"agora." Encyclopædia Britannica. Encyclopædia Britannica Online Library Edition. Encyclopædia Britannica, Inc., 2013. Web. 26 Jan. 2013. <http://library.eb.com/eb/article-9004058>
Some differences between the US market based economy and the European model is the recognition that art by definition is not market based. It can’t have the constraints imposed by the question, “Will it sell?” Art is the R&D of life and requires an infrastructure. A concrete example in Europe is the fact that art is integral to daily life. Another participant noted that how we talk about our community reflects how we see ourselves. An example is the reference to the so called “malfunction junction,” which is the “Plaza Park Intersection,” recalling the time the town took an area with no marketable use and made it into a park. This led to the reflection that art is about perception, both that of the artist and the viewer. Perception is key for a better conversation. There is a division in our minds between the arts and practical life, due to the way we label the parts, according to another participant. At Town Meeting, we talk about money and taxes and forget what we are buying with tax money. We want a “bigger bang for the buck.” Every building depends on making good joints in the beams and rafters. All kinds of fabrications go into successful ventures. The Windham Regional Commission’s recent charette on aesthetic criteria for the replacement of the I91 bridge is an example. 5 It was perhaps the first time that VTrans utilized aesthetics as part of the bid selection process. Here aesthetics would account for 20% of one half of the input criteria. 6 This participant also noted with appreciation the worker who snowplows his street without knocking down the mailboxes the art of snowplowing! A final comment dealt with the paradox of initiative in Europe. While there were places where patterns were revered and maintained to keep a sense of order, the theater was a place where initiative was not at all boxed in. 7 There is no perfect world or equation. Perhaps the evidence that Europe could not contain her daughters’ initiative is that she is now a fine arts major, interested in violin, drawing, writing, photography and is a stiltwalker. 8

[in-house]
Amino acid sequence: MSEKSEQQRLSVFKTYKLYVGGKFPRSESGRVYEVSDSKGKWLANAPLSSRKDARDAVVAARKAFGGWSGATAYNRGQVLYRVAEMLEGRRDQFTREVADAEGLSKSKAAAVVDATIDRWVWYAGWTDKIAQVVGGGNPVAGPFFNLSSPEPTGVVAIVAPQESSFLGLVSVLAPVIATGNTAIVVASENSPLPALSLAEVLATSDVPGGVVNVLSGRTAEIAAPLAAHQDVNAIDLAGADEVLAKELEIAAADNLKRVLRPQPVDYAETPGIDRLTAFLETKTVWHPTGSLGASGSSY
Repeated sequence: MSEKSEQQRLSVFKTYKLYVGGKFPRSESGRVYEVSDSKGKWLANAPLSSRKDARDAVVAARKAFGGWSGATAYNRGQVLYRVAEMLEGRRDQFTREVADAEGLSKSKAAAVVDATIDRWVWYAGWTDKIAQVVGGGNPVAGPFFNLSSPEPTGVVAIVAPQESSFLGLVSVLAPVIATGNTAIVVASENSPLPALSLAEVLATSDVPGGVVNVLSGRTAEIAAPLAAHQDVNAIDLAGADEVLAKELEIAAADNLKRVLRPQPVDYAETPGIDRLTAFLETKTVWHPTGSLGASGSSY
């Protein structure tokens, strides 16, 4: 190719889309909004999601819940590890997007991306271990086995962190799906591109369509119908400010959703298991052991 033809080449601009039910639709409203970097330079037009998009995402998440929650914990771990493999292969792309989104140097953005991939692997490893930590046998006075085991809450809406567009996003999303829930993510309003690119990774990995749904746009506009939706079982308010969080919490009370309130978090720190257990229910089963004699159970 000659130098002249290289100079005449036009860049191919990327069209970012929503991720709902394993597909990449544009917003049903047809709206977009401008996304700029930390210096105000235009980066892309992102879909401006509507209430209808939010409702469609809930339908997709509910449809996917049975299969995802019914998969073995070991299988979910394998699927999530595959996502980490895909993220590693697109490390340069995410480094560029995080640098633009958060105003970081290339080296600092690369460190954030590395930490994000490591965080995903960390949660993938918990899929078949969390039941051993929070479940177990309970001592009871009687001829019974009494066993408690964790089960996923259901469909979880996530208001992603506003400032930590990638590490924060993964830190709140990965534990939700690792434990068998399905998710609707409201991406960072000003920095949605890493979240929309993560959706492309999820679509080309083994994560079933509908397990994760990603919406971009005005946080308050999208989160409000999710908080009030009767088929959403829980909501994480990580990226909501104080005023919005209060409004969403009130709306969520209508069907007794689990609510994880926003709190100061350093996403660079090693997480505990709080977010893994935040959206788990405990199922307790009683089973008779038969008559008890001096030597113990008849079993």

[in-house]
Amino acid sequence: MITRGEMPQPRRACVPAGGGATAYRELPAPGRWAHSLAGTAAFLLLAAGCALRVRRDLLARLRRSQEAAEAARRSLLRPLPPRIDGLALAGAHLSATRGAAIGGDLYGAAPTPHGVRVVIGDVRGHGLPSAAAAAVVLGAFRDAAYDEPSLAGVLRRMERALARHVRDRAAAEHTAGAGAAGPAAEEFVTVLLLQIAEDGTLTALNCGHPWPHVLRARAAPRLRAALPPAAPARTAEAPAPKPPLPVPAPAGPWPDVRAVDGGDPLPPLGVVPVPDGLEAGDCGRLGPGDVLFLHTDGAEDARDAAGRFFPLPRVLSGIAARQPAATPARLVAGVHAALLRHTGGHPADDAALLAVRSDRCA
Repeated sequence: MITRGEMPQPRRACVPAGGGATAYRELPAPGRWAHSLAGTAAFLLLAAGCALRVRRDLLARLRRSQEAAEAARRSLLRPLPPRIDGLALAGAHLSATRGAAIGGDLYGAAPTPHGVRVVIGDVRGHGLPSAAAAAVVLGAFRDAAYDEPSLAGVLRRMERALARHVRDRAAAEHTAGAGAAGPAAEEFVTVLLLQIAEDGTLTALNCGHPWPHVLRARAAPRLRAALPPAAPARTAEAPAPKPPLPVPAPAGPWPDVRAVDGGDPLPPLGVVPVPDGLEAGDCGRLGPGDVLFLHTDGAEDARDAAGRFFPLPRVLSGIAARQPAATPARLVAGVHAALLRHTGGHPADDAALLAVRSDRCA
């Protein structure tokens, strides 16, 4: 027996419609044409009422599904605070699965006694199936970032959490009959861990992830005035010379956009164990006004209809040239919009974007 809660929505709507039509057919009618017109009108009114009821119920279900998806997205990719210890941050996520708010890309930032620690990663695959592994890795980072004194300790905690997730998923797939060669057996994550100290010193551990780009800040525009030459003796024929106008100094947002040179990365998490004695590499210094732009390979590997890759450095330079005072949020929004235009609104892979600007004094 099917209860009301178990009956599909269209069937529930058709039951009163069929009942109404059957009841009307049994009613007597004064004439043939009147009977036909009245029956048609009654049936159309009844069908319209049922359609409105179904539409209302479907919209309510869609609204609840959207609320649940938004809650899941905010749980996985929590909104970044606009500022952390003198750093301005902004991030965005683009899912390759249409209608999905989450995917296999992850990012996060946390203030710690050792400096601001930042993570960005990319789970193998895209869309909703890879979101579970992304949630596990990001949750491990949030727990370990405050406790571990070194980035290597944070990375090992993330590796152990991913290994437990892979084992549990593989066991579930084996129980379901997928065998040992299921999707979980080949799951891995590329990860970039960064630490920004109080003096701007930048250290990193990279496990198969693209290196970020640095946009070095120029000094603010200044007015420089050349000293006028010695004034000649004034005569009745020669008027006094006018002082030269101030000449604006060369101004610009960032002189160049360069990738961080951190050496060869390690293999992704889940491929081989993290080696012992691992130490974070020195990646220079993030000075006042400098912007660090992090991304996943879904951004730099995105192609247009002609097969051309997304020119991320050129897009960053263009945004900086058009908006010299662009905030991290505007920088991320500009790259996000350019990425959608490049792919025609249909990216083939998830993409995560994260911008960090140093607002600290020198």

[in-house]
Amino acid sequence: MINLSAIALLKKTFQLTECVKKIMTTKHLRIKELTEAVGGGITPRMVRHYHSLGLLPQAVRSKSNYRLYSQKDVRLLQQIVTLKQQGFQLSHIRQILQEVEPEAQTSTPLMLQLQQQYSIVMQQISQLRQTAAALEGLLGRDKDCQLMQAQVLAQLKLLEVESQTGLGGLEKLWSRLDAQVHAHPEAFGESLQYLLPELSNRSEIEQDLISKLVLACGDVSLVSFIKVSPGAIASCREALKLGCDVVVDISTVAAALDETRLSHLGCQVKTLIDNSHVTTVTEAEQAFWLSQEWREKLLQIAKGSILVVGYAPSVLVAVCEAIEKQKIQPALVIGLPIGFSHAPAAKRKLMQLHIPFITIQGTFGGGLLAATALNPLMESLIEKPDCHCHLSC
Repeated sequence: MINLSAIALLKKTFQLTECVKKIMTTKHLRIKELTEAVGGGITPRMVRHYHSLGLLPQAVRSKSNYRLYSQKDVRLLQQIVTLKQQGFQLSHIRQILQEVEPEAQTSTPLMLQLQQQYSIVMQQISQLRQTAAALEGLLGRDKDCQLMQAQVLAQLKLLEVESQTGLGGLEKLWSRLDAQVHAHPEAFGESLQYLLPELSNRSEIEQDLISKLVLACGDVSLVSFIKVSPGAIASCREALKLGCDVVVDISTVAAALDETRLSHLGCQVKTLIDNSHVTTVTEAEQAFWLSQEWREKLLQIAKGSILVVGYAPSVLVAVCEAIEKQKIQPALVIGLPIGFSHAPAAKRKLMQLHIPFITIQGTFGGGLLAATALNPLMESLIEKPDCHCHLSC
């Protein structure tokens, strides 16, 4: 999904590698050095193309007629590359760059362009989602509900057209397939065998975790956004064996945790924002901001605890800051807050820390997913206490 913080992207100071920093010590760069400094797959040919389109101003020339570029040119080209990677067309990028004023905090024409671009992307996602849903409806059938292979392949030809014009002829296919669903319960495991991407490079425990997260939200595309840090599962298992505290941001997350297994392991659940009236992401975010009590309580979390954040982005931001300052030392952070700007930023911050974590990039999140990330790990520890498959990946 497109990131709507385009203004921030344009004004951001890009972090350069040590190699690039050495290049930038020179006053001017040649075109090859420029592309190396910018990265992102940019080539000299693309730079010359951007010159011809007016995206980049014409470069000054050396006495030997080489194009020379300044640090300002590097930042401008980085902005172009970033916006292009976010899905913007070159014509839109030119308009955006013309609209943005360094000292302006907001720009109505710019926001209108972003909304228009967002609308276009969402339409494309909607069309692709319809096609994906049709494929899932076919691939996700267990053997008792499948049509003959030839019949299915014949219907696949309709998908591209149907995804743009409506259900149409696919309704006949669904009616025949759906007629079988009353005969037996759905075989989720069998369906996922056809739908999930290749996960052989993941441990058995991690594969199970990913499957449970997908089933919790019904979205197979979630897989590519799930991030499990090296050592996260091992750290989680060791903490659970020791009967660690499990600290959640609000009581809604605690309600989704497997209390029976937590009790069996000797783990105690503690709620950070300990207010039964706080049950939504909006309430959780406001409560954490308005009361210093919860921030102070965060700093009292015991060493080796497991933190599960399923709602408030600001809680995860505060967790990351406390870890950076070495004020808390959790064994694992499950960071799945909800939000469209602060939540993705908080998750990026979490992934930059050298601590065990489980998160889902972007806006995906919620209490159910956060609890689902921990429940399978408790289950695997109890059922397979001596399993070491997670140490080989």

Report: Recommended Aesthetic Criteria for the Replacement I91 Bridge Over the West River http://windhamregional.org/news/232reportaestheticcriteria 6 Locals evaluating I91 bridge plans with eye toward aesthetics, Brattleboro Reformer (VT) Friday, December 7, 2012 7 cf: Trailer Rigoletto https://www.youtube.com/watch?v=4ZYouPgbnqM
Treasures in Downtown Brattleboro!